The Wetland Bird Survey annual (WeBs) report - latest assessment


30 January 2014


The 31st annual WeBS report ‘Waterbirds in the UK 2011/12 The Wetland Bird Survey’ is published today and, is available here .   This report has been produced in conjunction with an online report available from  WeBS is the principal scheme for monitoring the populations of the UK’s wintering waterbirds, indicating the status of waterbird populations and the health of wetlands.


In welcoming publication of this report David Stroud, JNCC’s Senior Ornithologist said: “Over the last 37 years, government hasGreenland white-fronted geese © Alyn Walsh WeBs Report designated 148 of the most important UK wetlands as Ramsar Sites, and undertaken to ensure their ‘wise-use’. Routine monitoring of the important waterbird populations supported on these sites is critical and helps ensure their sustainable management. Many of these birds are long-distance migrants and UK Ramsar Sites and other protected areas are crucial stepping stones used during their international migrations.”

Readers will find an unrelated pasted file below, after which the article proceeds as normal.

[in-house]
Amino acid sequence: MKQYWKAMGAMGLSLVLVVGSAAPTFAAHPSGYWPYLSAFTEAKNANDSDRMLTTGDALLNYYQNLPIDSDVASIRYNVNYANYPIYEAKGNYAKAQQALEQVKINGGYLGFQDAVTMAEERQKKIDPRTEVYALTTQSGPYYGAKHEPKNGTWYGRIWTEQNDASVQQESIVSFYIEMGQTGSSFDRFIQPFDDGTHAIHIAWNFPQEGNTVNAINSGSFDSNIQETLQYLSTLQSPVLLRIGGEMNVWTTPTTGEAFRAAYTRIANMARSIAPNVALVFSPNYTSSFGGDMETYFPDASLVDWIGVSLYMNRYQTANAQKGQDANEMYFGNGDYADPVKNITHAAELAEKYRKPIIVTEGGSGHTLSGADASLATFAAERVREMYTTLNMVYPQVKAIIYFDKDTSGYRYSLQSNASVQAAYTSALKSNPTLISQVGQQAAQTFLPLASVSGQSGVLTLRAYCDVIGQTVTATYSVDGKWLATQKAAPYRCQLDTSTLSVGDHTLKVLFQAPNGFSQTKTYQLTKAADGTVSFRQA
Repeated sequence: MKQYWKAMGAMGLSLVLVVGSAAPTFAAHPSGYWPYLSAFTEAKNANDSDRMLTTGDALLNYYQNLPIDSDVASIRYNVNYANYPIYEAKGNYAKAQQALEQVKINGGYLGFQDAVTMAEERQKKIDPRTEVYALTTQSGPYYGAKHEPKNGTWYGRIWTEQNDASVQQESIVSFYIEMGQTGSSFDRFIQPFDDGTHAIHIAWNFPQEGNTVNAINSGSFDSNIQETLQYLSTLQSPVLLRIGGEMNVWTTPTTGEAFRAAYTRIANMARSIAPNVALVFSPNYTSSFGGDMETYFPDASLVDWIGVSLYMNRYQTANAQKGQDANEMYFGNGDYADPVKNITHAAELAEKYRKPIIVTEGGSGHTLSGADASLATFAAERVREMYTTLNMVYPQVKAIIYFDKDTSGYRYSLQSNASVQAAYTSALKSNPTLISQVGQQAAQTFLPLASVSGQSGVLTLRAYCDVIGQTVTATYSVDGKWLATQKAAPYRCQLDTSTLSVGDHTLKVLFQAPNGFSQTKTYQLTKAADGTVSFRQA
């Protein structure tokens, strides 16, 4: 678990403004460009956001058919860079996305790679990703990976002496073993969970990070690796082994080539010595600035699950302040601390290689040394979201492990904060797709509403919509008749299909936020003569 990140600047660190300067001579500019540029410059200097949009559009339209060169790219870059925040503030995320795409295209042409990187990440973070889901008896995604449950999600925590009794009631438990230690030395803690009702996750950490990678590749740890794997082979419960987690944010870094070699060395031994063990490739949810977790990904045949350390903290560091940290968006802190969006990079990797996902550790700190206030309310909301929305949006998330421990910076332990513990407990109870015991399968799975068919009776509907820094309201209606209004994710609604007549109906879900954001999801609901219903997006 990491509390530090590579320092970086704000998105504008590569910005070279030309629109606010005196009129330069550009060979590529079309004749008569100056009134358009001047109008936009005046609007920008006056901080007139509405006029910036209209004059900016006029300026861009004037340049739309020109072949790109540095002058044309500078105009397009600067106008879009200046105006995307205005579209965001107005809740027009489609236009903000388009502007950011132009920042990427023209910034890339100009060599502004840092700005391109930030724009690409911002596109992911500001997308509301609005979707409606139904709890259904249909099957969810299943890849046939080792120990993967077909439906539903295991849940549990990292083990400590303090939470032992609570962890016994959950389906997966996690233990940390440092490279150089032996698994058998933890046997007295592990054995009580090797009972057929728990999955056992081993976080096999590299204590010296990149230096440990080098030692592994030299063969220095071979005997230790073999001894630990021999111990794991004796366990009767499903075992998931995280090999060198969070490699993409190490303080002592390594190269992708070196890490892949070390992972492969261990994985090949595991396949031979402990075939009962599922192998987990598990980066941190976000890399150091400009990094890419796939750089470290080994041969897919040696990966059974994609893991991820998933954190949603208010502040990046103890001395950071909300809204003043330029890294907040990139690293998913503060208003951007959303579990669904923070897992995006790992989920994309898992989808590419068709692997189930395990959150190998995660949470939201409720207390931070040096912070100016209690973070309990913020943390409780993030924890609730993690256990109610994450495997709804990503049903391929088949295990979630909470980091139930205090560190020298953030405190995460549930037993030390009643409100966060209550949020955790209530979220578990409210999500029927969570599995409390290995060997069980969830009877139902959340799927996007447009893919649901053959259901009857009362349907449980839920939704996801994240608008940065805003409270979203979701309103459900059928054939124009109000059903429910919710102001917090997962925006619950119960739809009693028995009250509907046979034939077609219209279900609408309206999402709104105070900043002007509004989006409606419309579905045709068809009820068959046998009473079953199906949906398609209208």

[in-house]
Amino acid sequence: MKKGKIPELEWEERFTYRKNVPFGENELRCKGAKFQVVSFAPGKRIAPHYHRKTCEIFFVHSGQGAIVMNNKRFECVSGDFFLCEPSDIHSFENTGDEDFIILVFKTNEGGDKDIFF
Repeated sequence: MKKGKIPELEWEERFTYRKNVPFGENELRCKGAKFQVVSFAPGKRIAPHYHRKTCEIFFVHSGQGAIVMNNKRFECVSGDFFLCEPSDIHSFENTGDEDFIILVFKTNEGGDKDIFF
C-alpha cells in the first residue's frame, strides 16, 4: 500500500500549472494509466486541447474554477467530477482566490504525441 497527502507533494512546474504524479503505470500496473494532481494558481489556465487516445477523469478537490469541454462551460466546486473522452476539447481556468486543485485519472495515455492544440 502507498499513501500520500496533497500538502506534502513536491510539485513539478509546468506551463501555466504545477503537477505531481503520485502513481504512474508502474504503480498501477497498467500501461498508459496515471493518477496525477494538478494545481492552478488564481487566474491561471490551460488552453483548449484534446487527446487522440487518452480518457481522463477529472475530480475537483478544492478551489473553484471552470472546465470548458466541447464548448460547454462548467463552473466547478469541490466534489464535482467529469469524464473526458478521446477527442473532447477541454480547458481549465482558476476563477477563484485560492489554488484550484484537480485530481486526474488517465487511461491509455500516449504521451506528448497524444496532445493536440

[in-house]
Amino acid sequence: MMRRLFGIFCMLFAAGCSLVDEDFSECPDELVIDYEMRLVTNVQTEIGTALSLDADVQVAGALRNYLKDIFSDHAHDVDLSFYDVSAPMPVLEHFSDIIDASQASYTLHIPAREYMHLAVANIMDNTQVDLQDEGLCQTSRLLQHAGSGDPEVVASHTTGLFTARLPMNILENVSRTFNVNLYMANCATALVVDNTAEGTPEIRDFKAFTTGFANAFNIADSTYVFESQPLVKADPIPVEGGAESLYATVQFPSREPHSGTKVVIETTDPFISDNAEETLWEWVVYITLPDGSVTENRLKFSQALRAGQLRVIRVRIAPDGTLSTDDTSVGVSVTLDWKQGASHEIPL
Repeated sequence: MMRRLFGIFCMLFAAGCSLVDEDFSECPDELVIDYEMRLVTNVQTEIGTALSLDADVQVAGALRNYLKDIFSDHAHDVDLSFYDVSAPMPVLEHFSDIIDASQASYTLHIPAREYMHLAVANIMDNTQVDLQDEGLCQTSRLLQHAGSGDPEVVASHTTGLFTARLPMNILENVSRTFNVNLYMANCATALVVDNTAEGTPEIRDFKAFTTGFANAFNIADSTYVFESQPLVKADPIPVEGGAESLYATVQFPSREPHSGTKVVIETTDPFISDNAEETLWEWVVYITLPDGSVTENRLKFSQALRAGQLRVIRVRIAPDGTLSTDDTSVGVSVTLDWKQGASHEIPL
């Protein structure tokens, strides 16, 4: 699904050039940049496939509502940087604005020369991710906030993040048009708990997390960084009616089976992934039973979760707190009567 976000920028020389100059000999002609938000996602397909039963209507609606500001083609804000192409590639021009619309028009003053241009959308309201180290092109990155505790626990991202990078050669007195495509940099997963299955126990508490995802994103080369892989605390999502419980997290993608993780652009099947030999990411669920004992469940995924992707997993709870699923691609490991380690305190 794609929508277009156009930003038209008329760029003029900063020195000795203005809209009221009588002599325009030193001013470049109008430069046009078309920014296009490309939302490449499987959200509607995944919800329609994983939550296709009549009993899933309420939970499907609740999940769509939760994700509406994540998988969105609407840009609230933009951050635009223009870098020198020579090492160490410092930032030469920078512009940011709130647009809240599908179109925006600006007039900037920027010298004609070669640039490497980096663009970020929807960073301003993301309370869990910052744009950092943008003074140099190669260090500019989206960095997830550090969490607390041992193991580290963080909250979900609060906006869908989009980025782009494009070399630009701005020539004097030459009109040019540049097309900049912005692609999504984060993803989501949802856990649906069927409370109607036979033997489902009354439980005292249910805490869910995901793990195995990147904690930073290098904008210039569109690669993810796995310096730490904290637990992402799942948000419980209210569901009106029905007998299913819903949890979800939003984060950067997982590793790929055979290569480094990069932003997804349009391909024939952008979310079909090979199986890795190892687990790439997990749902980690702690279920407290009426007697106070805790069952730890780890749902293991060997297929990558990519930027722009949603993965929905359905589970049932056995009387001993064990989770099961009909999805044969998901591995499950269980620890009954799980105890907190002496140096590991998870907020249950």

The Wetland Bird Survey (WeBS) aims to monitor non-breeding waterbirds in the UK in order to provide the principal data on which the conservation of their populations is based. To this end, WeBS has three main objectives:

• to assess the size of non-breeding waterbird  populations in the UK;
• to assess trends in their numbers and distribution; and
• to assess the importance of individual sites for waterbirds.           

The importance of the UK as a waterbird wintering area comes from its geographic location as the most northerly temperate area with generally mild, maritime, winters close to arctic breeding areas. It lies at the junction of flyways to the north-west (reaching to Greenland and arctic Canada), to the north-east (to arctic Russia and Scandinavia), and to the south into Africa. The UK’s many major estuaries are of critical importance as a food-resource for these species during winter.


A significant proportion of the world population of several species or sub-species of waterbird occur in the UK. These include Greenland White-fronted, Barnacle, Pink-footed and Brent Geese, Bewick’s and Whooper Swans, and a number of waders such as Knot, Dunlin and Black-tailed Godwits. 


JNCC is a partner in the WeBS Scheme with the British Trust for Ornithology (BTO), the Royal Society for the Protection of Birds (RSPB) and in association with the Wildfowl & Wetlands Trust (WWT). JNCC’s input is on behalf of Council for Nature Conservation and the Countryside (CNCC) in Northern Ireland, Natural Resource Wales (NRW), Natural England, and Scottish Natural Heritage (SNH), and enables it to advise government and the devolved administrations.  The survey is undertaken by several thousand volunteers throughout the UK, and is co-ordinated by BTO on behalf of the Partnership.